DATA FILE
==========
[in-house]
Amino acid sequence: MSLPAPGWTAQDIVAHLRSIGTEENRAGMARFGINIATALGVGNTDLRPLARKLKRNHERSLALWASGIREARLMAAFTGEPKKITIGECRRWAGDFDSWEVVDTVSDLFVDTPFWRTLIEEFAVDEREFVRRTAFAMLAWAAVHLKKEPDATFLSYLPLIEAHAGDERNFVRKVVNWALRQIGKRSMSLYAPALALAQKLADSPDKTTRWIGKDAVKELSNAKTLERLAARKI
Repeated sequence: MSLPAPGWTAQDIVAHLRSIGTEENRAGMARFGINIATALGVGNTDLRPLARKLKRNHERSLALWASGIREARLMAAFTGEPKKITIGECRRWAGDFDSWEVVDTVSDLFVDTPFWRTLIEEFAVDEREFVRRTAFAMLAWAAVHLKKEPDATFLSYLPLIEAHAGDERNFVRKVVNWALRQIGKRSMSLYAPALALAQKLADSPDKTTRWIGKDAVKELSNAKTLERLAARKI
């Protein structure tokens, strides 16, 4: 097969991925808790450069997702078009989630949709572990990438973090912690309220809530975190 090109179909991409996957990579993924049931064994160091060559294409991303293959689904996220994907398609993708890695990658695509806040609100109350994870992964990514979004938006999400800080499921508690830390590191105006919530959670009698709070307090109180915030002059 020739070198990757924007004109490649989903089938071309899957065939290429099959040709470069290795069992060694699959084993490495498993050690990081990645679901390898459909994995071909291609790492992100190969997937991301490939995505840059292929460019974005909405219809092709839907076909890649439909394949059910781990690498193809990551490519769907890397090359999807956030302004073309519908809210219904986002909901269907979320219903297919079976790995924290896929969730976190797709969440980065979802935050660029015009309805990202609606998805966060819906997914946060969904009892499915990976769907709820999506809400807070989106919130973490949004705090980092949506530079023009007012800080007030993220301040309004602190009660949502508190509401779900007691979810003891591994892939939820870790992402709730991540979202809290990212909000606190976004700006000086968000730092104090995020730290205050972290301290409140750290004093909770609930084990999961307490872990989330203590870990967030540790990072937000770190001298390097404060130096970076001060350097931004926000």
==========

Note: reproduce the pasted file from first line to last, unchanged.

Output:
[in-house]
Amino acid sequence: MSLPAPGWTAQDIVAHLRSIGTEENRAGMARFGINIATALGVGNTDLRPLARKLKRNHERSLALWASGIREARLMAAFTGEPKKITIGECRRWAGDFDSWEVVDTVSDLFVDTPFWRTLIEEFAVDEREFVRRTAFAMLAWAAVHLKKEPDATFLSYLPLIEAHAGDERNFVRKVVNWALRQIGKRSMSLYAPALALAQKLADSPDKTTRWIGKDAVKELSNAKTLERLAARKI
Repeated sequence: MSLPAPGWTAQDIVAHLRSIGTEENRAGMARFGINIATALGVGNTDLRPLARKLKRNHERSLALWASGIREARLMAAFTGEPKKITIGECRRWAGDFDSWEVVDTVSDLFVDTPFWRTLIEEFAVDEREFVRRTAFAMLAWAAVHLKKEPDATFLSYLPLIEAHAGDERNFVRKVVNWALRQIGKRSMSLYAPALALAQKLADSPDKTTRWIGKDAVKELSNAKTLERLAARKI
């Protein structure tokens, strides 16, 4: 097969991925808790450069997702078009989630949709572990990438973090912690309220809530975190 090109179909991409996957990579993924049931064994160091060559294409991303293959689904996220994907398609993708890695990658695509806040609100109350994870992964990514979004938006999400800080499921508690830390590191105006919530959670009698709070307090109180915030002059 020739070198990757924007004109490649989903089938071309899957065939290429099959040709470069290795069992060694699959084993490495498993050690990081990645679901390898459909994995071909291609790492992100190969997937991301490939995505840059292929460019974005909405219809092709839907076909890649439909394949059910781990690498193809990551490519769907890397090359999807956030302004073309519908809210219904986002909901269907979320219903297919079976790995924290896929969730976190797709969440980065979802935050660029015009309805990202609606998805966060819906997914946060969904009892499915990976769907709820999506809400807070989106919130973490949004705090980092949506530079023009007012800080007030993220301040309004602190009660949502508190509401779900007691979810003891591994892939939820870790992402709730991540979202809290990212909000606190976004700006000086968000730092104090995020730290205050972290301290409140750290004093909770609930084990999961307490872990989330203590870990967030540790990072937000770190001298390097404060130096970076001060350097931004926000």